Student argues that campus events emails are a necessary evil for colleges


Every morning, Union students are startled by the sudden burst of pings from our Gmail app. It has become an “essential” part of our daily routine – the sound of the campus-events emails. As a zealous email sender myself, I know that the emails, originally a great way to communicate to the whole college, have become nuisances. When I hit send, I know that most of the emails I work so hard on either end up in the Trash folder or are left unseen for days and months. However, I also know that a rare few people will actually open the emails, or at least skim the titles; this is why I still put effort into making short, terse contents with catchy titles.If the campus-events emails are so inefficient, why don’t we just abandon it altogether? But if you think about it, there is no substitution. There is no other method to get information to hundreds or thousands of people. Text messages are too expensive and limited in space and media. Facebook is obsolete; Instagram is for the artsy and the sociable only; and Snapchat is for the private life showcases, not for news. Concordiensis? The number of readers is probably equivalent to the number of people who open campus-events emails. This is not to criticize those who ignore the emails. After all, it is more than understandable to delete all those annoying emails that muddle your inbox and send them to execution. But it is to shed light on a problem small in nature yet big in complications. The emails, as an attempt to communicate, somehow wrecked communication. There are so many emails, so much communication that no one cares enough to read them anymore. Our campus-events email system could serve as a miniature for the current global media system. The constant buzz of “breaking news” in all forms: texts, images, and videos. They all deserve attention, like our every event deserves a chance to be at least looked at. However, they are all so aggressively fighting for views that we readers got tired. The disconnecting communication creates an illusion of being updated, having access to new information every day, without an actual connection. We shut ourselves off from new events, and we go to those of our friends. We create bubbles on campus, cliques, and sub-communities. In a so-called community like the world outside, the creating of chambers of opinions: the circle of like-minded people who listen to one another only so they feel like they are right. And that’s all good, until it becomes extreme, until you realize when you go to these certain events, you’ll see the same certain faces, and those faces only. You start forming a perception of “your people” and “the others”. You question the mysterious the other side of the campus and answer your curiosity with your own invented stereotypes of the people you do not know. You go to a college of, say, 10 people: 3 of them are your friends, 2 are acquaintances, and the rest are strangers. It seems normal, probably because that’s the case for most colleges. That is until you realize you live with this random person for 4 years on a 100-acre piece of land, seeing his or her face here and there, without knowing his or her class year, because names require much more observation and interactions. It is sad, it is natural, it is not unchangeable. We can have a new communication system. One that all the writers, activists, scientists, coders, and engineers living on this 100-acre land can definitely create. To create a real communication system is to make Union a real community. After all, “communication” and “community” are from the same etymological root. There would be no community without communication.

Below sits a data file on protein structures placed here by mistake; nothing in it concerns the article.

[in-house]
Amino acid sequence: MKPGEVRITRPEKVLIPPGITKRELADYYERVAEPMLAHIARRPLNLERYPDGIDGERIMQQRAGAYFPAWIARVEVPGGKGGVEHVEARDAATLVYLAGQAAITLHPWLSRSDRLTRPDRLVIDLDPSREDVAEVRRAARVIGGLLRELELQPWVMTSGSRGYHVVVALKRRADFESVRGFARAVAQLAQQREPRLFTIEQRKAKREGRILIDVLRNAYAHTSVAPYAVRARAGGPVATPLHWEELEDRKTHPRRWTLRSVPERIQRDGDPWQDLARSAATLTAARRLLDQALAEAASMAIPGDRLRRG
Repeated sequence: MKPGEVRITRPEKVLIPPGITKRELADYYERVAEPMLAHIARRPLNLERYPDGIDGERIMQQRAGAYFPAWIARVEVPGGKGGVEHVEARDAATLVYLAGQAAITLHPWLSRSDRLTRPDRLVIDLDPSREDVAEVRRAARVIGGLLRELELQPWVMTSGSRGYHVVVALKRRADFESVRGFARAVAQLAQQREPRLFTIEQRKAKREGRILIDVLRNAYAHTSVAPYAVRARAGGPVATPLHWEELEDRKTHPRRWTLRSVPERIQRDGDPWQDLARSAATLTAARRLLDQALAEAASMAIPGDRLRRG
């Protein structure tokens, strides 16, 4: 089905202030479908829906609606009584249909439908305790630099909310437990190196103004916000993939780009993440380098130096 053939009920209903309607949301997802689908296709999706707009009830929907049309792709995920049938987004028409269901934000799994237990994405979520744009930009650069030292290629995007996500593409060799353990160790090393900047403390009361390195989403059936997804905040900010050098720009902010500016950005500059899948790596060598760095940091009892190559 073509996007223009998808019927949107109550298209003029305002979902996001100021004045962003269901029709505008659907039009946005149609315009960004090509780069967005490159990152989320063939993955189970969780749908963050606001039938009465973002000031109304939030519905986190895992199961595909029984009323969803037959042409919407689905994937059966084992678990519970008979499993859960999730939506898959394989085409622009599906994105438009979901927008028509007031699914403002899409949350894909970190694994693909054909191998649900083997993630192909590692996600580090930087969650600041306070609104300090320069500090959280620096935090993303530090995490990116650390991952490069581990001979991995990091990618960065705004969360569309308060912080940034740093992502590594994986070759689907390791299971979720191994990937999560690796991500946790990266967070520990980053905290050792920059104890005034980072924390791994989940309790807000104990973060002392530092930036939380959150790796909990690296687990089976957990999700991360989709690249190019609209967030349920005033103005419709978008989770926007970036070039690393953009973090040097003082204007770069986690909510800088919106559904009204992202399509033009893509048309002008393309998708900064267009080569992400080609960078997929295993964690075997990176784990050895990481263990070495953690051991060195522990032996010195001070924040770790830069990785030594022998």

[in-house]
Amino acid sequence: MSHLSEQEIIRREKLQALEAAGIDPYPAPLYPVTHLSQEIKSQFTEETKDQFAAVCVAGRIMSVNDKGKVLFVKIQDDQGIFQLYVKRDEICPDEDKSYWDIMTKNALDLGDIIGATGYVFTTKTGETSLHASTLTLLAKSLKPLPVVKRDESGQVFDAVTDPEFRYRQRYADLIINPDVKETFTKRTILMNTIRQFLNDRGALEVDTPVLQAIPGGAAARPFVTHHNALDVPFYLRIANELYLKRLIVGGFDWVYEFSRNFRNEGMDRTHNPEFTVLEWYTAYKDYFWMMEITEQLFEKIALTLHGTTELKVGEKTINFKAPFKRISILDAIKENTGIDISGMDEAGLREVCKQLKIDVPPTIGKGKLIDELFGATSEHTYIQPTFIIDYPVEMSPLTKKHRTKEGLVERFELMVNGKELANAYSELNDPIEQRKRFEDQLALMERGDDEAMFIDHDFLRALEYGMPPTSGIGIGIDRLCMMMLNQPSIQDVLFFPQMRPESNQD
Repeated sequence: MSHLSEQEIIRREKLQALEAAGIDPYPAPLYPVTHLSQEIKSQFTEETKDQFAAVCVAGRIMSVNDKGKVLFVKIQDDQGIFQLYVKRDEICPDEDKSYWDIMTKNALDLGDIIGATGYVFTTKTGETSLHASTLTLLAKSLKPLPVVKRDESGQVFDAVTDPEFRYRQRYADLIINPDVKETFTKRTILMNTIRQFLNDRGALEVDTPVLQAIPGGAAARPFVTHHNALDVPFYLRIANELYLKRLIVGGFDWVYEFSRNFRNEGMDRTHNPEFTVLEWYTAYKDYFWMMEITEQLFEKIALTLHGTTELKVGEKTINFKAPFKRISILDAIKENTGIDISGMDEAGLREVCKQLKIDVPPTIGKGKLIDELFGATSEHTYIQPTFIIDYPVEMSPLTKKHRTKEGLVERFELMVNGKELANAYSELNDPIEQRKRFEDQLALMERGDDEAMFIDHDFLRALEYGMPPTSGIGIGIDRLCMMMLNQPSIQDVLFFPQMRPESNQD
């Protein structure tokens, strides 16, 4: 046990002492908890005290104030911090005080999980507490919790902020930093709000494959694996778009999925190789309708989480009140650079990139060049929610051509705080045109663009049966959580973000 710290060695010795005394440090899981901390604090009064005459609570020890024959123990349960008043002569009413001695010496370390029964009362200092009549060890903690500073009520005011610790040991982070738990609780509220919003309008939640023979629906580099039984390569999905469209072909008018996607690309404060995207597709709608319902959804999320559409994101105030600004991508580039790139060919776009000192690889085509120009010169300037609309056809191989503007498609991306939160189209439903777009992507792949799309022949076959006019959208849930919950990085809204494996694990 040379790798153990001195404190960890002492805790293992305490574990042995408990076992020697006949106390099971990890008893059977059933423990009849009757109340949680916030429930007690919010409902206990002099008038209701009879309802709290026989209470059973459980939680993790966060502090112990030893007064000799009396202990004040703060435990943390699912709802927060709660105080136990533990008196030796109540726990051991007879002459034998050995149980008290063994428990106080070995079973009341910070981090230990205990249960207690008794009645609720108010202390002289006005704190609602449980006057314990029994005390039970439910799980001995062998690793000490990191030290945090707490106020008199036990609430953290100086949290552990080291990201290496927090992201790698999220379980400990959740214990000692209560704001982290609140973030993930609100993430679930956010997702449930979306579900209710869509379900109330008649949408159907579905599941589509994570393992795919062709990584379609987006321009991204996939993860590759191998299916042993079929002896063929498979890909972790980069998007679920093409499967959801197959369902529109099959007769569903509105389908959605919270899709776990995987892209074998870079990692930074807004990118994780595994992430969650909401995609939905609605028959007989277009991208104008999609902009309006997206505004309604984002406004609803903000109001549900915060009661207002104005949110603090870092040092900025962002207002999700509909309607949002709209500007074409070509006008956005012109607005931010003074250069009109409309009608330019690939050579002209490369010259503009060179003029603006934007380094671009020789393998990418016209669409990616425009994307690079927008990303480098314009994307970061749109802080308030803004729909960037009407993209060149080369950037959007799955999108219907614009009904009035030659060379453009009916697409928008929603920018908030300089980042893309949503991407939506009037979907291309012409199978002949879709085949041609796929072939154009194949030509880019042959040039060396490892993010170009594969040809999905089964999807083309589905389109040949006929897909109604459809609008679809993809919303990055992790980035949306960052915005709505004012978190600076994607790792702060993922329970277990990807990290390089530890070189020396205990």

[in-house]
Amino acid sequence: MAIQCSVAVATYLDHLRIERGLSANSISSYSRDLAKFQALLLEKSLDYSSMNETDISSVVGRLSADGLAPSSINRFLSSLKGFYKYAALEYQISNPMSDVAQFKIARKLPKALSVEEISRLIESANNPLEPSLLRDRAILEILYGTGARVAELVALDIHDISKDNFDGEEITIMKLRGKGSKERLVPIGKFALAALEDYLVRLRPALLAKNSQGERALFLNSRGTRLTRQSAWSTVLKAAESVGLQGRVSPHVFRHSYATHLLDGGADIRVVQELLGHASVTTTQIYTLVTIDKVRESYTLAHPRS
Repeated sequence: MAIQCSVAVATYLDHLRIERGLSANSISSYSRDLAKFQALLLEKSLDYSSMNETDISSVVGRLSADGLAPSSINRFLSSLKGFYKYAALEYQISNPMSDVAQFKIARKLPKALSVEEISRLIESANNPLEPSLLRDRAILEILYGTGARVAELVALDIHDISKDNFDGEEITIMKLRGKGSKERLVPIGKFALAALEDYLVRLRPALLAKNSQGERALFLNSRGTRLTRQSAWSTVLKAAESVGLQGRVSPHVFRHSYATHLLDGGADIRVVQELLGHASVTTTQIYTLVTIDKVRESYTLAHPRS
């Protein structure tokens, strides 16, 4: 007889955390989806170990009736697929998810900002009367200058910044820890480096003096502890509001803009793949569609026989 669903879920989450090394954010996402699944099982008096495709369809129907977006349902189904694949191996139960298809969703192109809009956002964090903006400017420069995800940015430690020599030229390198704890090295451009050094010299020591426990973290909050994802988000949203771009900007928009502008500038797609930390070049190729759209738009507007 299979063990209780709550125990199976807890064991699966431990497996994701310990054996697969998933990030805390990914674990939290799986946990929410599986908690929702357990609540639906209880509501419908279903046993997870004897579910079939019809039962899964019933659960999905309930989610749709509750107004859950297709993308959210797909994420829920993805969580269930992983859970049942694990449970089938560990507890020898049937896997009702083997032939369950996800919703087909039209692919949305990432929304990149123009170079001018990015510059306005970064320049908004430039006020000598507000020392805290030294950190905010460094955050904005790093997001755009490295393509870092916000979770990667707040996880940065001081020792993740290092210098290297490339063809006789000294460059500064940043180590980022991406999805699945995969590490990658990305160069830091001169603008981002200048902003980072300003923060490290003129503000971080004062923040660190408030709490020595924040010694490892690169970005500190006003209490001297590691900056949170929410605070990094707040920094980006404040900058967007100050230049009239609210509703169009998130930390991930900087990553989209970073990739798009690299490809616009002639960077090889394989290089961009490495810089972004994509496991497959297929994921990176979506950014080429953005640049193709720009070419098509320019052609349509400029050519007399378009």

1. This article is toxic and endorses the sort of attitude that a person should wait for other people to solve our problems for us, which is the exact opposite of what I personally want to learn from my college education…

    Facebook, Snapchat, Instagram, Concordiensis… none of these services suddenly appeared with a million+ users out of thin air… they weren’t even the work of a PhD… They were literally all made by college students who wanted to make something for which there was “no substitution”.

    The problem we are facing is a matter of culture. Most people today think that if an app doesn’t have the potential to be worth a billion dollars, then it’s not worth paying attention to or not worth pursuing. And as a culture, we slum into passivity.

    So nobody tries to solve the email problem because we already start to think about how this hypothetical solution could scale beyond our school into neighboring schools, and eventually be adopted by every school, until not even that is enough and we need it to reach millions of users, and once we start thinking this… it becomes too difficult and unrealistic to bother and besides, theres pro and by making the problem as big as possible- we pick the safe option– nobody will fault a person who can’t solve a problem of this size.

    But if the problem was small, if it was as small as possible, then it can be solved and then it becomes risky. Because if you pick small and failed, then you really screwed up.

    There is a solution to the email fiasco and someone, shockingly, is working on it. You should find him.

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